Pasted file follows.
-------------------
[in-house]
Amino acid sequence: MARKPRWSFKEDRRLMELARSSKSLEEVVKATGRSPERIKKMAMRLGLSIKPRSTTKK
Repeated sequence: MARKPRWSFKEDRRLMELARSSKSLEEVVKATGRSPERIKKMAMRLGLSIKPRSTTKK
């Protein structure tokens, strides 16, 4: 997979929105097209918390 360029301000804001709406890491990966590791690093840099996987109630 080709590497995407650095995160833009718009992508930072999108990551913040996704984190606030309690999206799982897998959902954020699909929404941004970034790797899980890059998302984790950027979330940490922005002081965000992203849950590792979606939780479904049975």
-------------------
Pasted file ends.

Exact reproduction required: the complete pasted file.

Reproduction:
[in-house]
Amino acid sequence: MARKPRWSFKEDRRLMELARSSKSLEEVVKATGRSPERIKKMAMRLGLSIKPRSTTKK
Repeated sequence: MARKPRWSFKEDRRLMELARSSKSLEEVVKATGRSPERIKKMAMRLGLSIKPRSTTKK
């Protein structure tokens, strides 16, 4: 997979929105097209918390 360029301000804001709406890491990966590791690093840099996987109630 080709590497995407650095995160833009718009992508930072999108990551913040996704984190606030309690999206799982897998959902954020699909929404941004970034790797899980890059998302984790950027979330940490922005002081965000992203849950590792979606939780479904049975």